Jun 23, 2021

How to choose a country to study in?

Where should I study abroad? How to choose where I want to study? So you like the idea of studying abroad? Living independently, having international friends and experiencing a new culture sounds so awesome to you. One minor thing though: WHERE would that be?

Let’s go over some suggestions about how and where you can find information regarding the countries you fancy.

Would you like to read more about studying in the Netherlands?  Check out our  free whitepaper
People you know who went abroad
Think about your high school peers from the upper years, or generally friends and acquaintances of yours that are older than you. Surely at least a few of them are now studying somewhere other than your home country. Or maybe they did their Erasmus (exchange) somewhere that might interest you. Whatever the case is and no matter how well you know them – don’t be shy to bother them with your questions about the country they live(d) in. Ask like your future depends on it!

Your parents
I’m talking about your parents’ network, their friends, colleagues, acquaintances, anyone who might have children that study abroad. Let them do their parent-to-parent investigation. Or even better – get in touch with the student and do it yourself, that’s how you get the legit night life information.

Study-abroad fairs
This is probably the place where you will get the most information, at least that was my experience. The bigger study fairs I’ve been to had representatives from universities in many countries, though that might depend on your country or on the company that’s organizing the event. However, if that’s the case you’ll most likely meet teachers and students from numerous places in the world. This is your chance to go to different stands and do your research on each country that appeals to you. Besides, you get lots of promotional brochures to flip through at home and compare the possibilities in peace.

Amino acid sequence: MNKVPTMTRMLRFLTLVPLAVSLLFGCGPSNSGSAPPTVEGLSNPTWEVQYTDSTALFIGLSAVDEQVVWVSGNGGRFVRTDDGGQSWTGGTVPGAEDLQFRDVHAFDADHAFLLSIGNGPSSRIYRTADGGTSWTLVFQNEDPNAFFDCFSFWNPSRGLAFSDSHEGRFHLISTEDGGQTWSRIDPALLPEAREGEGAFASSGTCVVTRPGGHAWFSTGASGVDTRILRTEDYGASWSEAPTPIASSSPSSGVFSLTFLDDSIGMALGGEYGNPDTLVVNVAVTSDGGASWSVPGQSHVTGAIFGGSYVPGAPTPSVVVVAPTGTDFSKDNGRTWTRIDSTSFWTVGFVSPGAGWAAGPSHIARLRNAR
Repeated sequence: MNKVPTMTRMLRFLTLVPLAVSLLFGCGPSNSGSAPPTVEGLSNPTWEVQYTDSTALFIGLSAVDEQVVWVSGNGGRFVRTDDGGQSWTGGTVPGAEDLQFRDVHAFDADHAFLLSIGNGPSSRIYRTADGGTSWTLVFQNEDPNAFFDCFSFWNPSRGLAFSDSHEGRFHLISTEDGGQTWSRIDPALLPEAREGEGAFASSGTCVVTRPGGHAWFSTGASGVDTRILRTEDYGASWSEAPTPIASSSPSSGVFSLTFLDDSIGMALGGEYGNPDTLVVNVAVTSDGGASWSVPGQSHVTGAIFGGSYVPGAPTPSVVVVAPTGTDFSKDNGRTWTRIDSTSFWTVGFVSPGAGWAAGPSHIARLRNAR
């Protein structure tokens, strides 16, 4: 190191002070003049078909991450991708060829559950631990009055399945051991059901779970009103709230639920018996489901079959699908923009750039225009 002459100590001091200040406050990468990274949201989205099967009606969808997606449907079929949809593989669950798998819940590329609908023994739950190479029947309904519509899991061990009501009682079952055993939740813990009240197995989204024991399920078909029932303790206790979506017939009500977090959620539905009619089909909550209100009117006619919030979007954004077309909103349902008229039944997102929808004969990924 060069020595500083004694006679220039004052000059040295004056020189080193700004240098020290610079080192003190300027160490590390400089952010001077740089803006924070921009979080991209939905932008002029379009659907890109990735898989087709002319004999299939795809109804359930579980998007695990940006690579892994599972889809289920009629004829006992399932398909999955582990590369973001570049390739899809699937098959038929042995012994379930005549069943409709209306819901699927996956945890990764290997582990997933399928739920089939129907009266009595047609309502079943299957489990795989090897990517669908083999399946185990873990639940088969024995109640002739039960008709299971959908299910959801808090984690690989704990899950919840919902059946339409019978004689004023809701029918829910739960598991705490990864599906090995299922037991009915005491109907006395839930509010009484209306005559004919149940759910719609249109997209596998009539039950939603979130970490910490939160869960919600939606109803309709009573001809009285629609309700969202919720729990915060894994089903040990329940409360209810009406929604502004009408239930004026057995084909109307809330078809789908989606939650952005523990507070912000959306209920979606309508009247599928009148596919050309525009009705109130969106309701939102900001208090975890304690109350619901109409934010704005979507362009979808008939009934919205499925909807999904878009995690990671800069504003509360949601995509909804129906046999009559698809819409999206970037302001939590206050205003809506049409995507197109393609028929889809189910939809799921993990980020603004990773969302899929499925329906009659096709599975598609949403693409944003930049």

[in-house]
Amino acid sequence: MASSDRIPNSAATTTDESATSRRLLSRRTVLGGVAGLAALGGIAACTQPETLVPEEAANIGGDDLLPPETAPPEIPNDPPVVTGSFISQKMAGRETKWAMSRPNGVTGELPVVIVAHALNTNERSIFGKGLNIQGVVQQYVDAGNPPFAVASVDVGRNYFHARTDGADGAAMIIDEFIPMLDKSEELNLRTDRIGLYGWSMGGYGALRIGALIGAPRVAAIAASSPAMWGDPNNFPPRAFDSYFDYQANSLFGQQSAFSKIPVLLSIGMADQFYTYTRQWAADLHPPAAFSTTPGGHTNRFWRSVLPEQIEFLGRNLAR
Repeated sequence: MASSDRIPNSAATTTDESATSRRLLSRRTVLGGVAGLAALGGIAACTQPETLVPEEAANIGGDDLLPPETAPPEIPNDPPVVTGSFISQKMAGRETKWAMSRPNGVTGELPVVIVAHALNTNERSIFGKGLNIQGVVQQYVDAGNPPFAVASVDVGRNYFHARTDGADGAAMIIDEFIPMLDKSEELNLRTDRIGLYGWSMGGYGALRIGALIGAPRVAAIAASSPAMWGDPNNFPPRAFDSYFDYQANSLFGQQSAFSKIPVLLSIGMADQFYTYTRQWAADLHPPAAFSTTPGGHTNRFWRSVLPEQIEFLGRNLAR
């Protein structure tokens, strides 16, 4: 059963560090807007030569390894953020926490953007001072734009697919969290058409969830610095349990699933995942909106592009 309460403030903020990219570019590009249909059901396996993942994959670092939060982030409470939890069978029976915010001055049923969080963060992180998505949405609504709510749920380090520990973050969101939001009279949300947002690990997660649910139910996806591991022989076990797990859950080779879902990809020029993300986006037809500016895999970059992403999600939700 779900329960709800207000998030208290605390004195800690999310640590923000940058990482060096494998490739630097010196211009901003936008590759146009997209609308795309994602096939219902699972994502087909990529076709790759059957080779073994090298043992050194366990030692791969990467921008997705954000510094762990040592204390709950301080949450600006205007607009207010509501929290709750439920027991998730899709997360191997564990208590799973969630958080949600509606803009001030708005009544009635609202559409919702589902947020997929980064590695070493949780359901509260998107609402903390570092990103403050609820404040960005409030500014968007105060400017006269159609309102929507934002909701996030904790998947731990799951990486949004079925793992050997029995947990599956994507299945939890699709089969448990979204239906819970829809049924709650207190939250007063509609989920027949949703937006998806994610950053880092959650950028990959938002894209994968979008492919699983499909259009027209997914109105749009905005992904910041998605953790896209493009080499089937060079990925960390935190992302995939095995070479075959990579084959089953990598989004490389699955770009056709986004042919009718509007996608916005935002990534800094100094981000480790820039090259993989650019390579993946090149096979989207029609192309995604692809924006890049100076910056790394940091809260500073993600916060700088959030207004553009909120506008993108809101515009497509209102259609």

Consulting agencies
The consulting agencies are usually the agencies that organize the study fairs. If you missed out on those, you can pass by their office to get some (sometimes paid) guidance.  A possible downside is that you get to talk to someone who doesn’t currently live and study in the countries of question and maybe never did, so their information could be a bit too generalized. However, those agencies usually offer to deal with the application procedure for you, so if you’re worried you may not get it all right you can count on them to forward your documents.

The Internet
This one definitely does not come as a surprise, but let me remind you in case you still haven’t tried the most effortless option of all – the Internet. You’ll find forums, Facebook groups and websites to answer some of your questions. You just might want to check the year of publication and look for more recent sources, as many things do change in a matter of a couple of years, like tuition fees and rent prices.

Be prepared
Before you go looking everywhere for information. Make a list of things that are important to you and questions you want the answers to. Here is a list of some basic questions to get you started:

  • How high are the student fees?
  • What documents are required for application?
  • What are the general prices of food and accommodation?
  • How much money per month would suffice?
  • How easy is it to find accommodation/a job?
  • How convenient is the transportation to and in the country?
  • Do I need to know the local language to get around?
  • Anything else that is important to you: culture, meeting your fellow students, etc. 

Go get that information and you’ll find your winner country. Good luck! 

And if you are considering studying in the Netherlands? Learn more about the Dutch Education System in this whitepaper:

New call-to-action